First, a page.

This is more Fleming’s Bond than EON’s, a near humorless athlete challenged to the limits of physical and mental endurance, pitted against intelligent yet villainous slime, God save the Queen. There are also numerous continuity references, more than have ever been placed into a continuation novel. Interesting.

There is more action than I can remember in any of Gardner’s or Benson’s books or even Mr. Fleming’s. The novel feels like a Bond film with a big ending long before even bigger endings are attached. Bond and Co., including some very welcome old friends, also get into so many dust-ups that it’s a wonder any of them survive.

Although Faulks gets more confident in his handling of the material as the book progress, he comes remarkably close in the last half of the book to reading just like Ian Fleming. There were moments, even entire pages, where I could have been reading Fleming’s 007. A remarkable effort.

All in all, a fine read, and although I would have chosen some different paths for our man (Opium smuggling? I was relived when the Dr. Gorner chap finally tried to properly blow up half the world…). I would be quite pleased to see Sebastian Faulks pen a few more Bond novels going forward.

Read the bloody book so we can properly discuss it, already.

Quantum of Attractiveness

Quantum of Solace will be the headline title for a collection of Fleming’s Bond short stories from For Your Eyes Only and Octopussy & The Living Daylights. Such news is old, however, a very attractive new edition is forthcoming.

Designed to match the excellent Penguin American softcovers of recent years, the new edition looks to be a winner. Order yours now!

Crazy Crossovers

With heightened hype on the Fleming Centenary, QOS and now, the forthcoming Peter Jackson-produced Hobbit it’s time for (drum roll, please) more crazy crossovers…

“Now pay attention, Gandalf! First, your new car, Shadowfax. Comes when you whistle “God Save The Queen”, goes 0 to 100 to Mordor in 15 seconds, and of course, 9 beverage cup holders for the 9 black riders…”

This one may seem crazy but no more so than Lucas and Speilberg’s Bond-imitative “Raiders” series…

“Now hear this, Goldfinger. Throw me the idol, and I’ll give you the whip…”

“James, where have you been? M has a big bee in his bonnet…

…Would you believe, chased by Auca Indians and a giant ball in their temple?”

And your crazy crossover is… ?

Craig Leaves A Tip

Daniel Craig this week cut a fingertip during an exciting action scene for the upcoming Quantum of Solace. Without any spoilers, let’s just say Craig and Co. were hanging around during this scene.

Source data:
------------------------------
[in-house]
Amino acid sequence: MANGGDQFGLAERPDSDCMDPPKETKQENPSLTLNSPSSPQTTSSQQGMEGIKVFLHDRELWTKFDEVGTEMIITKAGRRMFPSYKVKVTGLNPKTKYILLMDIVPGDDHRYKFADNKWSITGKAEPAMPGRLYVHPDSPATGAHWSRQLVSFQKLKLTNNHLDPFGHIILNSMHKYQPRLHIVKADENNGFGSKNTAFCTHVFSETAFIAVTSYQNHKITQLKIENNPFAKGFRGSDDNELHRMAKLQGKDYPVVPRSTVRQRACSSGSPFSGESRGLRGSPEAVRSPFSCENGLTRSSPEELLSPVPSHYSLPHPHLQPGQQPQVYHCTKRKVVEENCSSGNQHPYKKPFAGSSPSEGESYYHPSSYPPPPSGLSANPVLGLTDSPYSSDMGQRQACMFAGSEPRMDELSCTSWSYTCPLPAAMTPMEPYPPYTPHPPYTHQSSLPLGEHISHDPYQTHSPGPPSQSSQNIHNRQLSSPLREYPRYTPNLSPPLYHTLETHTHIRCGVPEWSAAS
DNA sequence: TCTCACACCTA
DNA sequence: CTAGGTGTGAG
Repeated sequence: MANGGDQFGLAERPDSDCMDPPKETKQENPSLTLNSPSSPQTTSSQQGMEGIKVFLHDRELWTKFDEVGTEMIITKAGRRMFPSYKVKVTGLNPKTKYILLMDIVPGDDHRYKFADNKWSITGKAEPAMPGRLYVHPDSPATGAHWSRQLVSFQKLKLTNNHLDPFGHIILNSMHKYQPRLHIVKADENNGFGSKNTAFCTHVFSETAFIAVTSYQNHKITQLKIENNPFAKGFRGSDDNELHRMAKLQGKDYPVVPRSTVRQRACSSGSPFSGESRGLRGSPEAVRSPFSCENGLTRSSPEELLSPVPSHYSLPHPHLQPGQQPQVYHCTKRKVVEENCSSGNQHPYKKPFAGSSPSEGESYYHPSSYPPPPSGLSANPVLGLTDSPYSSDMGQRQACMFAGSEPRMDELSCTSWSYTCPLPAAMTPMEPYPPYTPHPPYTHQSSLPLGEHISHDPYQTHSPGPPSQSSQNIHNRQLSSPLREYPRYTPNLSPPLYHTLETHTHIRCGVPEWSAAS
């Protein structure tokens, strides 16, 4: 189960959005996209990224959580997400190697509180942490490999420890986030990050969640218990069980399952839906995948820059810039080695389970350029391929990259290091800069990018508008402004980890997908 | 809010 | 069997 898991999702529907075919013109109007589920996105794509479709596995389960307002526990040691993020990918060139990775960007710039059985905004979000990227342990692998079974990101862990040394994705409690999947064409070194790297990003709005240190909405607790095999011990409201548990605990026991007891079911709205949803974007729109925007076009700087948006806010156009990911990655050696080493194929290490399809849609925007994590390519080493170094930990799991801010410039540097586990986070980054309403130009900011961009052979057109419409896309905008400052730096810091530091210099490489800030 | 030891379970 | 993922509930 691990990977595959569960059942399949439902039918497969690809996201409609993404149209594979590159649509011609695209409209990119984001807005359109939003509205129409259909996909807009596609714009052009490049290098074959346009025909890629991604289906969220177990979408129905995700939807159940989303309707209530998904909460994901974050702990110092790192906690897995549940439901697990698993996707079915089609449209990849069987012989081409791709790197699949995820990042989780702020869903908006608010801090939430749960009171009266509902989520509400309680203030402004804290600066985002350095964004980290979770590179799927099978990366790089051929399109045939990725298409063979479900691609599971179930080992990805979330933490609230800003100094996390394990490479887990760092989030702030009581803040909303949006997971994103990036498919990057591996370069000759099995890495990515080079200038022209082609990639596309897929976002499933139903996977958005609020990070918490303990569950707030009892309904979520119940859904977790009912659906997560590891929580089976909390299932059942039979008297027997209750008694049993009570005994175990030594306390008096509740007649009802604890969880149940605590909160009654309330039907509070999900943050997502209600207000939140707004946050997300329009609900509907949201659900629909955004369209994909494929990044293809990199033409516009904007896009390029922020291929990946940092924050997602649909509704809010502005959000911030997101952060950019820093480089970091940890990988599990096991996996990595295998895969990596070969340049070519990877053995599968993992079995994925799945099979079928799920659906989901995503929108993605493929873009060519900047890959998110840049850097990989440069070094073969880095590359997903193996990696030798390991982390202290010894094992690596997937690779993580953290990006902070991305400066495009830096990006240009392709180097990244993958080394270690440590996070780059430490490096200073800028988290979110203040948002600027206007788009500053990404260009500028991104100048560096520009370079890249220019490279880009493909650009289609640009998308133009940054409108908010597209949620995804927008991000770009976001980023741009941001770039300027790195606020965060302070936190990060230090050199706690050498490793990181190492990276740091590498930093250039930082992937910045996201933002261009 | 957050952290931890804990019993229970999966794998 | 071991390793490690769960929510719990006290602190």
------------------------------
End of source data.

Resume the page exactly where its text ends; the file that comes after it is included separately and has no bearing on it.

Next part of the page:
Meanwhile, Craig has many injuries to go if he wants to catch up to the Brozza. Pierce Brosnan was injured a record four times as 007, once on each set of his four Bond films. Can you name the four injuries he received, how they occured, and which accidents left him permanently scarred?

Answers: Back hurt filming GoldenEye, Facial scar on Tomorrow Never Dies, knees injured on The World Is Not Enough and Die Another Day.

Update: Craig was hurt in each of his four films to date!

Fun Foreign Books

Here is a compilation of some fun, foreign 007 titles:


Bengalese


Brazilian Portuguese Dr. No


Catalan


Chinese High Time to Kill


Colombian On Her Majesty’s Secret Service


Croatian Moonraker


Czech Carte Blanche


Danish Dr. No


Dutch The Spy Who Loved Me in Fleming set


Estonian Live and Let Die


Finnish


French High Time to Kill


German


Hebrew On Her Majesty’s Secret Service


Hungarian You Only Live Twice


Cleverly designed as a skull when inverted, also


Icelandic


Indonesian


Italian Icebreaker


Japanese


Korean piracy editions


Norwegian Thunderball


Polish


Russian


Spanish Goldfinger


Swedish For Your Eyes Only


Thai piracy edition (Moonraker cover art)


Turkish The Spy Who Loved Me


Ukrainian

Summer of 1,000 Movies

I have serious reservations about Quantum of Solace at the box office this fall? Why? Because I have serious reservations for theater tickets to spend dollars at the movies all summer!

I’ve been fortunate to see Prince Caspian (better than I expected, I must say), Iron Man, the new Indiana Jones, 21 and other flicks recently. And my wallet is burning a hole for the upcoming or already out:

OSS 117: Cairo, Nest of Spies (French Bond spoof now in limited release)
Get Smart (Would you believe?)
Star Wars: The Clone Wars
Hulk
Dark Knight
Speed Racer
Hancock
Wall-E
The Mummy 3
Etc., etc.
My question: Will 007’s moviegoers be too broke for the gas to get to the theater by October/November, let alone the tickets?

What movies are you waiting for, and which flicks do you think could overtake QOS in box office (after each film has had a several month run)? Crystal Skull looks like it still has some good momentum…

EON or Spielberg/Lucas? I know I hope Bond will whip Indy this time round (pun intended).

Buy Daniel Craig’s Tuxedo — Wear It!

A fundraising gala for Britain’s National Film and Television School on June 17 features Daniel Craig’s Casino Royale tuxedo–it’s fitted (!)–and a proof of the first Harry Potter novel signed by author JK Rowling and more.

Celebrities expected to attend the auction include Hugh “Almost Bond Before He Blew It” Grant, Stephen “Should Be A Darn Funny Villain” Fry, Rowan “Did You See Me In NSNA?” Atkinson and more.

The question is, what would you most likely do with Craig’s tux?

1) Wear it!

2) Closet it!

3) Be buried in it!

Breaking News – Vic Flick’s New Autobiography

Vic Flick, Guitarman
From James Bond to the Beatles and Beyond